I am a priest.
In my role as a priest I perform a sometimes bewildering array of functions. I lead public worship. I accompany people in rites of passage. I share leadership in a community of faith. I preach, teach and give spiritual support to people in a variety of life circumstances. I pray with people "in good times and in bad."
But there is one thing I do as a priest that for me more than any other captures the essence of priesthood and connects the varied tasks I perform. Sunday by Sunday, and many days in between, I stand at a table in front of a group of people and break a piece of bread.
In this simple act of breaking bread I embody deep realities that I hold to be profoundly true about life.
The bread I break says that the beautiful, complex world in which we live is like a marble heated to precisely the right temperature and then dropped in cold water.
Done properly, the marble remains intact, but reveals beneath the surface a beautiful filigree pattern of fine cracks.
While not completely shattered, my deepest experience of life tells me again and again that life is run through by an intricate web of delicate fractures. We live always on the edge of the abyss of the brokenness that is an unavoidable reality of human existence.
Most of life does not work all that well. Human communities are fragmented and bewildered. Many human relationships are paralyzed by pain and trapped in confusion.
Much of life is spent navigating the dark terrain of our own brokenness.
There are no easy answers to the dilemma of being human.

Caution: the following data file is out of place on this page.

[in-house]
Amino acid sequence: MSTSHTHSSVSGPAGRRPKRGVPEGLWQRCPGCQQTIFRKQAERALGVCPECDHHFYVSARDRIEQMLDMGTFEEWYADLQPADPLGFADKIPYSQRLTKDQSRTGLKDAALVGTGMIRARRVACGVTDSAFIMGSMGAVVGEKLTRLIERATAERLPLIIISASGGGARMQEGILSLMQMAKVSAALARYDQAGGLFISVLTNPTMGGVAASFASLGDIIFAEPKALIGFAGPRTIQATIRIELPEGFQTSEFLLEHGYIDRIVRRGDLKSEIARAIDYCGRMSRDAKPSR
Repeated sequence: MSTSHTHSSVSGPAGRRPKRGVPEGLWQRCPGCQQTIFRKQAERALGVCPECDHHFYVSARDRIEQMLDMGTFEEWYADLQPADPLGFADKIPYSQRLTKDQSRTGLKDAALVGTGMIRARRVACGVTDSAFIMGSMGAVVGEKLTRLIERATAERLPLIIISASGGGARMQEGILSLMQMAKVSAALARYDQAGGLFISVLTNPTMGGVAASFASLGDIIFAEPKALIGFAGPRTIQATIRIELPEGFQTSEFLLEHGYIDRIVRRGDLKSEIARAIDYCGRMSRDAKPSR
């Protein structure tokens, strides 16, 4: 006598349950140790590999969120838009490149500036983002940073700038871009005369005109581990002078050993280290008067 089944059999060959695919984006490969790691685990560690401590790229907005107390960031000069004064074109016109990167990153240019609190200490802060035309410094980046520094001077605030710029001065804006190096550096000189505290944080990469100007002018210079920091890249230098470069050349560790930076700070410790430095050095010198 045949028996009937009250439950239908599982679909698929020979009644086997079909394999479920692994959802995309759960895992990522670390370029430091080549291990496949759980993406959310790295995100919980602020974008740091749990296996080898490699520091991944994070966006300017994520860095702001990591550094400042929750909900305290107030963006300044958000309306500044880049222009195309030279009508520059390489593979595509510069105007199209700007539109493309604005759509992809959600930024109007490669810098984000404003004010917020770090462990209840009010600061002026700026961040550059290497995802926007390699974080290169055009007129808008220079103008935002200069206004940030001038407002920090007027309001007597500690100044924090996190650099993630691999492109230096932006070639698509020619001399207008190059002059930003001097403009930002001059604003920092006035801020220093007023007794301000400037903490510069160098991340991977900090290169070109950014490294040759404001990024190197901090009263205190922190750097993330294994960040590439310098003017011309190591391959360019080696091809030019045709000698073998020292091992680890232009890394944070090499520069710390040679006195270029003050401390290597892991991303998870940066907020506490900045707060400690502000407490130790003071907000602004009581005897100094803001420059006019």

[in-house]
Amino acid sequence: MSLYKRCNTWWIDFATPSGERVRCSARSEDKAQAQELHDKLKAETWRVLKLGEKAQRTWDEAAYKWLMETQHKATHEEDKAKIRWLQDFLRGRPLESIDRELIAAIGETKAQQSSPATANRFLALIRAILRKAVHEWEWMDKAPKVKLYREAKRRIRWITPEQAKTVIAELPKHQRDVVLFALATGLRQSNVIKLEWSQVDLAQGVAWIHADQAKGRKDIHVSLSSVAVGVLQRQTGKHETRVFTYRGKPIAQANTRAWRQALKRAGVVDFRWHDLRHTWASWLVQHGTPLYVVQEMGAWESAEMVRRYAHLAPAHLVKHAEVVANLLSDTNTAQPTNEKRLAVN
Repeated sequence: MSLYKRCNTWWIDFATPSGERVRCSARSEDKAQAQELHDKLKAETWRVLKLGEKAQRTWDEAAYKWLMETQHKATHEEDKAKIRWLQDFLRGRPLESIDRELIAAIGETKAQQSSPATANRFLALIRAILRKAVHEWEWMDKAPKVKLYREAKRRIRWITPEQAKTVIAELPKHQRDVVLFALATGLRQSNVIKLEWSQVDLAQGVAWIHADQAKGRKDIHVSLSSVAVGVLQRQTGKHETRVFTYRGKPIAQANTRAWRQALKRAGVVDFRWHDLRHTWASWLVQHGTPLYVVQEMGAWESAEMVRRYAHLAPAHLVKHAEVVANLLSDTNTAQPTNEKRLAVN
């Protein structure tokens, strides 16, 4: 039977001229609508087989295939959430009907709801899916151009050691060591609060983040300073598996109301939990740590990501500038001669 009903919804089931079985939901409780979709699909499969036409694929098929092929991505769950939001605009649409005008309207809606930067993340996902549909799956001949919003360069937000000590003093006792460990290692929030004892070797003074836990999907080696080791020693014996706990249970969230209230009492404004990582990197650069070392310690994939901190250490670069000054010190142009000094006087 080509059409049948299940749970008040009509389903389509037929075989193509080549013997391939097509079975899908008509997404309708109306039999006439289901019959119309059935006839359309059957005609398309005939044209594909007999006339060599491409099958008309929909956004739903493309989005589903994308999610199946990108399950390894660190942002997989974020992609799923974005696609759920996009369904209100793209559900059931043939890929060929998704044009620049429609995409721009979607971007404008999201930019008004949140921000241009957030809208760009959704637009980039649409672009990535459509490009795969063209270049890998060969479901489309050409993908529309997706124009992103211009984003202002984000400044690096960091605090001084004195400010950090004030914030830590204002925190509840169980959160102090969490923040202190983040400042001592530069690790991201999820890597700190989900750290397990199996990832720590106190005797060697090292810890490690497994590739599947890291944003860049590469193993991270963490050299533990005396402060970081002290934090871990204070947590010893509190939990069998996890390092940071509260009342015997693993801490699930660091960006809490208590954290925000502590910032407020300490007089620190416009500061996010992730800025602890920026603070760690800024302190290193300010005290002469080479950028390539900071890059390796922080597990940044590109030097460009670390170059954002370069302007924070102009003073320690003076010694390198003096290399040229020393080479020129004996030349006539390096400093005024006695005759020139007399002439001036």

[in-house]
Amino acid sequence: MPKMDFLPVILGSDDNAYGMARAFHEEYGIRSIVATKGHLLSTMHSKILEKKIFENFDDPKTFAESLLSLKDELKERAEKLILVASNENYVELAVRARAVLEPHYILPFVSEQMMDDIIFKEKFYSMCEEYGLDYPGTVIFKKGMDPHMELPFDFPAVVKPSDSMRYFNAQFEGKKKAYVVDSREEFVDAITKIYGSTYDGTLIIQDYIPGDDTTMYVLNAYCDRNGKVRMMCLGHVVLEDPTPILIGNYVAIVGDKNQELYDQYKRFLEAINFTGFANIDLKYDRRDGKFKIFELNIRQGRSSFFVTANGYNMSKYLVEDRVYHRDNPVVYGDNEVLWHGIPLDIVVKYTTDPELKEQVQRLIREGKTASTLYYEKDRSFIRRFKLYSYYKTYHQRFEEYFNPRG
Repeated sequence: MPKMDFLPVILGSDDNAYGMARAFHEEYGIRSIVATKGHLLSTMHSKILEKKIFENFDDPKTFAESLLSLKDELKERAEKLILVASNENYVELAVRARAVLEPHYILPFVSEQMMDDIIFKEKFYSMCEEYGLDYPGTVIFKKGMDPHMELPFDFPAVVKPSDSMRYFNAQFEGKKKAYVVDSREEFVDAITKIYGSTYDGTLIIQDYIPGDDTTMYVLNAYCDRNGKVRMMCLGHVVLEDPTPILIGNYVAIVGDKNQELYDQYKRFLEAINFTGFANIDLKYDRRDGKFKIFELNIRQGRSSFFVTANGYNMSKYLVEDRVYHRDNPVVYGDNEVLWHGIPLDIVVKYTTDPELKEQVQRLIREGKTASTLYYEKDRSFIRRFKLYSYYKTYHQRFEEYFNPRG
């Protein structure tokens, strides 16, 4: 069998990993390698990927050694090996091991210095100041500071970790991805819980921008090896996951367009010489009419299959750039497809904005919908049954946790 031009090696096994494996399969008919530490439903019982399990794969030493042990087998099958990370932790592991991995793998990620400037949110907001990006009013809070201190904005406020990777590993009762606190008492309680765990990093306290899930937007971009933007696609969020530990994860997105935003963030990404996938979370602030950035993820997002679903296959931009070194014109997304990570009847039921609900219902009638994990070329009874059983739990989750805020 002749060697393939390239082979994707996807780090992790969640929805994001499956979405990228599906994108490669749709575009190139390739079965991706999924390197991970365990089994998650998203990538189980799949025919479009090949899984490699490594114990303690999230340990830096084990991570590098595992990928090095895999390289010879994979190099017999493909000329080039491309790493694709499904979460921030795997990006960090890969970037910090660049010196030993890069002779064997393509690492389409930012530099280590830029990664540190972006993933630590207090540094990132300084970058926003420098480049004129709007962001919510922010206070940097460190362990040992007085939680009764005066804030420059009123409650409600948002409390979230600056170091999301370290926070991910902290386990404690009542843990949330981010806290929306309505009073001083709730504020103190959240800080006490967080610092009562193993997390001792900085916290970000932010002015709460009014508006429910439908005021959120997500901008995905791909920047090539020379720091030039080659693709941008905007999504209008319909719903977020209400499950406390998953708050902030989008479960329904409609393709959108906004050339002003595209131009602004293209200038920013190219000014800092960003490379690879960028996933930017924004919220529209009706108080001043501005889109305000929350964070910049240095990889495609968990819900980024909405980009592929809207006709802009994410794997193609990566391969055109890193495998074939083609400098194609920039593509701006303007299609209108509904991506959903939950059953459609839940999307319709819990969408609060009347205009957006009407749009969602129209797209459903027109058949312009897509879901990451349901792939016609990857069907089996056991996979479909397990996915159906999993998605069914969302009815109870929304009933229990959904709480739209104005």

But, the bread that I break as a priest also points me beyond the painful conundrum of the human condition to a deeper reality.
The sign of bread-breaking was entrusted by Jesus to a small, fragile community of broken men and women. In this act he reminded his followers that brokenness never has the final word. There is always a way beyond the pain.
In Jesus I see the truth that "the light shines in the darkness" and the darkness "has not overcome it."
In the most challenging realities humans face, there is always the presence of light and beauty. We humans always have the capacity to choose gentleness and compassion. Wherever we look, if we look carefully with hearts open to wonder, we will find flowers breaking through the cracks in the concrete, opening to the warmth of the sun.
When I stand at the table and break bread, I never stand alone. I stand with my brokenness in a community of broken beings. We bring the cracks of our lives and find that when we are honest about our human condition, the light breaks through and we find new strength and hope in the presence we discover.
Leonard Cohen sings:
There is a crack, a crack in everything
That's how the light gets in.
He might also have said, that's how the light gets out.
When I break bread, I coax the brokenness out into the open and the light shines more brightly.
The beauty and strength of our true deep nature grows stronger in the company of other cracked beings. Refracted through the beauty of broken vessels, the enduring majesty of our nature is revealed and deeply shared.
Christopher Page is the rector of St. Philip's Anglican Church in Oak Bay, and the Archdeacon of Tolmie in the Anglican Diocese of B.C.
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